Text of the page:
Boils (Skin Abscesses)

  • Medical Author:
    Melissa Conrad Stöppler, MD

    Melissa Conrad Stöppler, MD, is a U.S. board-certified Anatomic Pathologist with subspecialty training in the fields of Experimental and Molecular Pathology. Dr. Stöppler's educational background includes a BA with Highest Distinction from the University of Virginia and an MD from the University of North Carolina. She completed residency training in Anatomic Pathology at Georgetown University followed by subspecialty fellowship training in molecular diagnostics and experimental pathology.

  • Medical Editor: William C. Shiel Jr., MD, FACP, FACR
    William C. Shiel Jr., MD, FACP, FACR

    William C. Shiel Jr., MD, FACP, FACR

    Dr. Shiel received a Bachelor of Science degree with honors from the University of Notre Dame. There he was involved in research in radiation biology and received the Huisking Scholarship. After graduating from St. Louis University School of Medicine, he completed his Internal Medicine residency and Rheumatology fellowship at the University of California, Irvine. He is board-certified in Internal Medicine and Rheumatology.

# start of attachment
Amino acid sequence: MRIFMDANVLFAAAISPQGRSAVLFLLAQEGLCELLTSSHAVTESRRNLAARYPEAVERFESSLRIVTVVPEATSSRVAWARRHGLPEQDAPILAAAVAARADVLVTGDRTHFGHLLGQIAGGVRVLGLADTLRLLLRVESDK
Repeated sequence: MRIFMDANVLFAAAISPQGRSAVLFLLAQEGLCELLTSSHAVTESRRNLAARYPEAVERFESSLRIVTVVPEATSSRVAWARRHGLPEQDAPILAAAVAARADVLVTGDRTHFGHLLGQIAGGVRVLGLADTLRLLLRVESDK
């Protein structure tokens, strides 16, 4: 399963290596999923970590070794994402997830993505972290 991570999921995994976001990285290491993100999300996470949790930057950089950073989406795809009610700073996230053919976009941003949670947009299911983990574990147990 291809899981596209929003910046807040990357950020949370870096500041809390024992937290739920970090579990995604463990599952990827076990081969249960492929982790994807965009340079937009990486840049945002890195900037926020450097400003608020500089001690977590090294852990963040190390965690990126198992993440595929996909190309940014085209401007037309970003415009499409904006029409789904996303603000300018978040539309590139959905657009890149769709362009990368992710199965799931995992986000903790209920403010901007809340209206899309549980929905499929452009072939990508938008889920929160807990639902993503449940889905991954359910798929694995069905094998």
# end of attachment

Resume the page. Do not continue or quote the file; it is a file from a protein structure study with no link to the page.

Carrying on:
Quick GuideBoils: Causes, Symptoms, and Home Remedies

Boils: Causes, Symptoms, and Home Remedies

What is a boil? What are boil symptoms and signs?

A boil is a localized infection in the skin that begins as a reddened, tender area. Over time, the area becomes firm, hard, and increasingly tender. Eventually, the center of the boil softens and becomes filled with infection-fighting white blood cells from the bloodstream to eradicate the infection. This collection of white blood cells, bacteria, and proteins is known as pus. Finally, the pus "forms a head," which can be surgically opened or may spontaneously drain out through the surface of the skin. Pus enclosed within tissue is referred to as an abscess. A boil is also referred to as a skin abscess. Boils can occur anywhere on the body, including the trunk, extremities, buttocks, groin, or other areas. Continue Reading

Reviewed on 2/19/2016
References
REFERENCES:

Kasper, D., et al., eds. Harrison's Principles of Internal Medicine, 19th Ed. United States: McGraw-Hill Professional, 2015.

Satter, Elizabeth Kline. "Folliculitis." Medscape.com. Dec. 11, 2013. <http://emedicine.medscape.com/article/1070456-overview>.

Singhal, Hemant. "Skin and Soft Tissue Infections - Incision, Drainage, and Debridement." Medscape.com. May 8, 2012. <http://emedicine.medscape.com/article/1830144-overview>.

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